Lillee warned that Australia's senior batsmen could be its undoing in the most-anticipated Test series for many years.
Writing in his column in The West Australian newspaper, Lillee said as a fast bowler he always welcomed the chance to bowl against ageing English batsman such as Colin Cowdrey, who played in the 1974-75 series at the age of 42.
Lillee, now president of the Western Australian Cricket Association, said he used to "lick his lips" at the prospect of bowling to an English team dubbed "Dad's Army".
He warned that Australia was now in the same boat, with a great, but ageing team.
Lillee noted that opener Justin Langer will be 36 when the series begins at the Gabba on Nov 23, while Matthew Hayden, Damien Martyn and Adam Gilchrist will all be 35.
He said the English bowling attack will take great confidence into the series.
"Over a period of time, as a fast bowler, you get to learn that a batsman's reflexes definitely get slower as he gets older," he wrote.
"Mark my word, the England pace attack, mentally buoyed and on faster Australian wickets, will this summer be at their absolute peak age-wise.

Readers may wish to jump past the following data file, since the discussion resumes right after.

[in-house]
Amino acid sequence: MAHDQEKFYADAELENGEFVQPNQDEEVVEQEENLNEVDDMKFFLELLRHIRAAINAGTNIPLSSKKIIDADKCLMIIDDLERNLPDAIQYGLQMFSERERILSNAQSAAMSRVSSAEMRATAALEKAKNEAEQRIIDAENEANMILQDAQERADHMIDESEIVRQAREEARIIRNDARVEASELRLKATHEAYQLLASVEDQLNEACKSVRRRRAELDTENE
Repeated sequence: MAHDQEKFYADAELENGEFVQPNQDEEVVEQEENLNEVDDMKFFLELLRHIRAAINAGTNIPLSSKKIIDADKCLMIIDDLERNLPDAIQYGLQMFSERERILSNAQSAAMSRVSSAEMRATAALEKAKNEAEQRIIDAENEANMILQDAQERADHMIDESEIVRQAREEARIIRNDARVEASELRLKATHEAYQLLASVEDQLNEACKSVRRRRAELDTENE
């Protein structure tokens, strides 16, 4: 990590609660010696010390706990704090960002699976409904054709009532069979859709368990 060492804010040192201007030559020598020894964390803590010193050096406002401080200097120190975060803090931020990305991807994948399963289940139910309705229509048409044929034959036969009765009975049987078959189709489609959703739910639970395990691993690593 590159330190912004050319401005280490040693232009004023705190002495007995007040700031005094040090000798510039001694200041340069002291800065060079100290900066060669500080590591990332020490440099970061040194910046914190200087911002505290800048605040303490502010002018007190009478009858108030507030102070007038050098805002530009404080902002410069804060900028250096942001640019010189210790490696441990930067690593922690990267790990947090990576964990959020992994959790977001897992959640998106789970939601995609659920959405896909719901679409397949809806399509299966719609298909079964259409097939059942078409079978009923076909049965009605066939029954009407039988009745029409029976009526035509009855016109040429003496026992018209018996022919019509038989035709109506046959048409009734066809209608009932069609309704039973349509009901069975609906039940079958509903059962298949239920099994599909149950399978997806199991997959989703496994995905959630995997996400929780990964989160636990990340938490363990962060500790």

"It doesn't matter how fit a batsman is - his reflexes are just not going to get any better as he gets older, so problems are harder to hide.
"I'm not having a go at individuals, it's just that this is what happens.
"Australia have some great players but even the greatest players get tapped on the shoulder by Father Time at some stage.
"We've got to wonder if that time has arrived for some of them."
Lillee said captain Ricky Ponting and middle-order star Mike Hussey are at the peak of their powers, but added that the probable absence of promising pair Michael Clarke and Phil Jaques will hurt the Australians.
Although he expects Gilchrist to perform better than in last year's Ashes series in England, he said if the visitors could contain the left-hander's explosive batting it would greatly harm Australia's cause.
He said Langer was another Australian to face a significant challenge, having not played Test cricket since being hit in the head by a Makhaya Ntini delivery against South Africa earlier this year.
Australia is a short-priced favourite to reclaim the Ashes when the series begins next month.
However, Lillee, who claimed 355 wickets in 70 Tests from 1971-84, has grave doubts that the home side can live up to expectations.
"It's worrying how Australia, after being outplayed in England, are going to turn things around with a decidedly older team," he wrote.
"I'm afraid there are danger signs for Australia as the most-anticipated Ashes series for years heads our way."